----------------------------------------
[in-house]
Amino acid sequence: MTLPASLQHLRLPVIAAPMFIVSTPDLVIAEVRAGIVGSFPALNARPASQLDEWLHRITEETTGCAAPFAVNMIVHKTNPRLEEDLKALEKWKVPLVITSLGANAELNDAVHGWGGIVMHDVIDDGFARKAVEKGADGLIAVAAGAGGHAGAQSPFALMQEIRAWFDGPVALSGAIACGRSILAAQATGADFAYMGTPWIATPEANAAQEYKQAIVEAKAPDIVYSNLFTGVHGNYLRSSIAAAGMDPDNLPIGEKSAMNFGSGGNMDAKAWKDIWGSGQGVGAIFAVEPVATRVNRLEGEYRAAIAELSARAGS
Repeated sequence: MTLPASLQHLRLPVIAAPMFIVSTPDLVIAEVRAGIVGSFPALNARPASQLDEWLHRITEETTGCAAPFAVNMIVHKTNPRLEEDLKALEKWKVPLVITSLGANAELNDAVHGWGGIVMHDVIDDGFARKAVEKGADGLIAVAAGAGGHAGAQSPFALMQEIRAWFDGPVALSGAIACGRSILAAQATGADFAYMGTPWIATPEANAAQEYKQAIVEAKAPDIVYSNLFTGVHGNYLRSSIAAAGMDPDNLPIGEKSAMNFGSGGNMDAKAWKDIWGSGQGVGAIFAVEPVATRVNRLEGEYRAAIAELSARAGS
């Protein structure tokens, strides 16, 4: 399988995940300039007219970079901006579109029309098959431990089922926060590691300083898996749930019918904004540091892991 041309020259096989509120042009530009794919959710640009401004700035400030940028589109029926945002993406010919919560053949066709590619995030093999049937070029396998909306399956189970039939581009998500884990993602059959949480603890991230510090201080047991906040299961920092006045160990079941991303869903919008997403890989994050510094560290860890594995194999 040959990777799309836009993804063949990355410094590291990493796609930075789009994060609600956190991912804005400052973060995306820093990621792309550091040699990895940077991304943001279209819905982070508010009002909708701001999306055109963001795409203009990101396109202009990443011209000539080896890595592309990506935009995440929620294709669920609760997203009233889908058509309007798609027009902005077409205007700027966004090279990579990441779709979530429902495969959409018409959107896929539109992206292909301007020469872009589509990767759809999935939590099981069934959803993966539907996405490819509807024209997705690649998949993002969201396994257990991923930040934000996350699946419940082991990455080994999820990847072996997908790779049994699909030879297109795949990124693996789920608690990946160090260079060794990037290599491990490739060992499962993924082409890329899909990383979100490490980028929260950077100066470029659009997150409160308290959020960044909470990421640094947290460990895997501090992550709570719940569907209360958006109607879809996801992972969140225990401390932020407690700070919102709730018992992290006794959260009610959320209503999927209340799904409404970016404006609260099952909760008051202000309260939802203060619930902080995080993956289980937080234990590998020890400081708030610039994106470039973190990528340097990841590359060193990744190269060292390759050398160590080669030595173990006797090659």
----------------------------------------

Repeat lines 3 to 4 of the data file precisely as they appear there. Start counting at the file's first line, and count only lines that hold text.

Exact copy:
Repeated sequence: MTLPASLQHLRLPVIAAPMFIVSTPDLVIAEVRAGIVGSFPALNARPASQLDEWLHRITEETTGCAAPFAVNMIVHKTNPRLEEDLKALEKWKVPLVITSLGANAELNDAVHGWGGIVMHDVIDDGFARKAVEKGADGLIAVAAGAGGHAGAQSPFALMQEIRAWFDGPVALSGAIACGRSILAAQATGADFAYMGTPWIATPEANAAQEYKQAIVEAKAPDIVYSNLFTGVHGNYLRSSIAAAGMDPDNLPIGEKSAMNFGSGGNMDAKAWKDIWGSGQGVGAIFAVEPVATRVNRLEGEYRAAIAELSARAGS
């Protein structure tokens, strides 16, 4: 399988995940300039007219970079901006579109029309098959431990089922926060590691300083898996749930019918904004540091892991 041309020259096989509120042009530009794919959710640009401004700035400030940028589109029926945002993406010919919560053949066709590619995030093999049937070029396998909306399956189970039939581009998500884990993602059959949480603890991230510090201080047991906040299961920092006045160990079941991303869903919008997403890989994050510094560290860890594995194999 040959990777799309836009993804063949990355410094590291990493796609930075789009994060609600956190991912804005400052973060995306820093990621792309550091040699990895940077991304943001279209819905982070508010009002909708701001999306055109963001795409203009990101396109202009990443011209000539080896890595592309990506935009995440929620294709669920609760997203009233889908058509309007798609027009902005077409205007700027966004090279990579990441779709979530429902495969959409018409959107896929539109992206292909301007020469872009589509990767759809999935939590099981069934959803993966539907996405490819509807024209997705690649998949993002969201396994257990991923930040934000996350699946419940082991990455080994999820990847072996997908790779049994699909030879297109795949990124693996789920608690990946160090260079060794990037290599491990490739060992499962993924082409890329899909990383979100490490980028929260950077100066470029659009997150409160308290959020960044909470990421640094947290460990895997501090992550709570719940569907209360958006109607879809996801992972969140225990401390932020407690700070919102709730018992992290006794959260009610959320209503999927209340799904409404970016404006609260099952909760008051202000309260939802203060619930902080995080993956289980937080234990590998020890400081708030610039994106470039973190990528340097990841590359060193990744190269060292390759050398160590080669030595173990006797090659």